Pregnancy Outcomes in Association with STDs including genital HSV-2 shedding in a South African Cohort Study

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Genital herpes simplex virus-2 (HSV-2) shedding in pregnant women in association with neonatal herpes infection has been widely studied but there is limited evidence of its association with pregnancy outcomes.


In this retrospective observational study, we included a subgroup of pregnant women who were enrolled in a randomized control behavioural intervention study that was conducted in South Africa in 2008-2010. In pregnancy, women had a HIV rapid test done and a genital swab taken to test for curable STIs and HSV-2 DNA. Subsequent visits were scheduled for 6, 10, 14 weeks and 9 months post-delivery. Pregnancy outcomes were documented at the 6-week or 10-week postpartum visit. Women were treated syndromically for curable STIs.


Among 615 women included in this data analysis, 36.6% (n=225) tested HIV positive and 8.3% (n=51) tested positive for genital HSV-2 shedding during pregnancy. Women <24 years and HIV-1 seropositive women were 1.5 and 2.5 times more likely to test positive for HSV-2 genital shedding respectively. STI treatment records were available for 158/205 (77.1%) women; all 87 women with symptomatic STIs were treated the same day, and 50/71 (70.4%) asymptomatic women received treatment at the subsequent visit. Remaining 21 (29.6%) asymptomatic women did not receive treatment because they failed to return for antenatal follow-up. In a multivariable regression analysis, genital HSV-2 shedding, HIV-1, Neisseria gonorrhoea, Chlamydia trachomatis and Trichomanas vaginalis were not associated with preterm deliveries, still births and low birth weight. However with stratification by treatment for a STI, asymptomatic women who were not treated were 3.3 times more likely to deliver prematurely (33.3%; n=6/18) when compared to women who were treated during pregnancy (13.2%; n=15/114) (p=0.042).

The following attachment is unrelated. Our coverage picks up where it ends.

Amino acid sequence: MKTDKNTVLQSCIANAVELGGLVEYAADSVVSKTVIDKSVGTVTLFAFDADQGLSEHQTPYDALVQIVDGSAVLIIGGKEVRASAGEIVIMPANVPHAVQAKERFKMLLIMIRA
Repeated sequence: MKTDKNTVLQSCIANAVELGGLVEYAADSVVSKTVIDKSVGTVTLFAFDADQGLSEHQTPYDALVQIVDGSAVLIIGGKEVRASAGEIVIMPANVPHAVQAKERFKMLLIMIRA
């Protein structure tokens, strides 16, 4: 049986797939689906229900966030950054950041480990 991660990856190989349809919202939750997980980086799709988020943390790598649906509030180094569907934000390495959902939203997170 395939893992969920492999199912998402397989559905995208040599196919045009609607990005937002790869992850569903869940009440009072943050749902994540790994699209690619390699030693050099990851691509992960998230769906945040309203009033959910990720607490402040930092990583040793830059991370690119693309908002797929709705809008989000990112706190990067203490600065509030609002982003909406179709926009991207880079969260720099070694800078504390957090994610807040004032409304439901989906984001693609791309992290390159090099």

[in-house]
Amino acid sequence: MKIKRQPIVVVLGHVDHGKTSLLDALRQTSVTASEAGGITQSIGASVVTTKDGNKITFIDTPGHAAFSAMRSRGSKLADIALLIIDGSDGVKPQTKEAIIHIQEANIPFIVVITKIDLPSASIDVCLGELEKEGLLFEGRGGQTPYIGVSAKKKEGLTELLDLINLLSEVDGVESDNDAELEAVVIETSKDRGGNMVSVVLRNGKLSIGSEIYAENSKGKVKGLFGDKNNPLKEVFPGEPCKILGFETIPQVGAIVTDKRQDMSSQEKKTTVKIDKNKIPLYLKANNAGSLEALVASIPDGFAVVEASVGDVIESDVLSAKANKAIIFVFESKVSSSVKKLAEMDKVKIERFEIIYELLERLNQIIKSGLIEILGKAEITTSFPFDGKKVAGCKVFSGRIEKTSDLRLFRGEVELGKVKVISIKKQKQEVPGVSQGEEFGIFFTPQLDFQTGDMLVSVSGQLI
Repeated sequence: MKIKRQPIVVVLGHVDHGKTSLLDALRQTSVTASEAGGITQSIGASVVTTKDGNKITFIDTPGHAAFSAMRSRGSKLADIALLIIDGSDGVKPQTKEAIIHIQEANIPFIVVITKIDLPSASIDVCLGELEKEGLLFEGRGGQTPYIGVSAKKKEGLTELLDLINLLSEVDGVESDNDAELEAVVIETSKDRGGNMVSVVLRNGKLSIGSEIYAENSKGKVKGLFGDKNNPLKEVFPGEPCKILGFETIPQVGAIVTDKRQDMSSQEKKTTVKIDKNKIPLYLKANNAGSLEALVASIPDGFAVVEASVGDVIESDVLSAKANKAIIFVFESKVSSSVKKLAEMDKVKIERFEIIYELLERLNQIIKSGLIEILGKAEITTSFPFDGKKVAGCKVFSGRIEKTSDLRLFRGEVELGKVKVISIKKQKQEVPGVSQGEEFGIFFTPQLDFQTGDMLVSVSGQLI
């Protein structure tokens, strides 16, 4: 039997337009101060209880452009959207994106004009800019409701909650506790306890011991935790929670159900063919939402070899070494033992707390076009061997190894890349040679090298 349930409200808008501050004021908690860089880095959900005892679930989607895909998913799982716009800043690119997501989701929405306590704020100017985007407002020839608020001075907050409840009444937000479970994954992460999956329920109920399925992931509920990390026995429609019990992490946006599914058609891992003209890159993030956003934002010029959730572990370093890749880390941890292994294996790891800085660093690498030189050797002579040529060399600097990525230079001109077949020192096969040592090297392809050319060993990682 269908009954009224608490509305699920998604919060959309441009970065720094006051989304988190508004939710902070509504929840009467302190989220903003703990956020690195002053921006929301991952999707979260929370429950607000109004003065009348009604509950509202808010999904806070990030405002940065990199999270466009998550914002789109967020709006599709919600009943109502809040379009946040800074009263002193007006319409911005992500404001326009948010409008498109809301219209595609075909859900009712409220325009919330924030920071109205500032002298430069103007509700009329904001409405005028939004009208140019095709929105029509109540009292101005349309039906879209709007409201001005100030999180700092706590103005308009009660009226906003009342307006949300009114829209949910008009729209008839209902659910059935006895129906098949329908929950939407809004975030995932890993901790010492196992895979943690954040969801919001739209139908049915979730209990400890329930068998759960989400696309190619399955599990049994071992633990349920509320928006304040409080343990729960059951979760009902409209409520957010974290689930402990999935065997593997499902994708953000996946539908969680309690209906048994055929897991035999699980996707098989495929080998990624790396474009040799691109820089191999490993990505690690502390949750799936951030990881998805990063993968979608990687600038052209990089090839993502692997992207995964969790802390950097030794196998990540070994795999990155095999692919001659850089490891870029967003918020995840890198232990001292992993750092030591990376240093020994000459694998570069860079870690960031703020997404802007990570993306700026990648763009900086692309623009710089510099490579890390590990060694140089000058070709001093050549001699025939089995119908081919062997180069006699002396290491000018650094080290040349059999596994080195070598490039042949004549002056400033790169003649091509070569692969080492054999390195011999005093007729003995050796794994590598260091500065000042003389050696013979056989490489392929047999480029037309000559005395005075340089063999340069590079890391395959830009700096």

Genital HSV-2 shedding in pregnancy does not appear to alter pregnancy outcomes. Untreated curable STIs (T.vaginalis, C.trachomatis, N.gonorrhoea) were more likely associated with preterm births.

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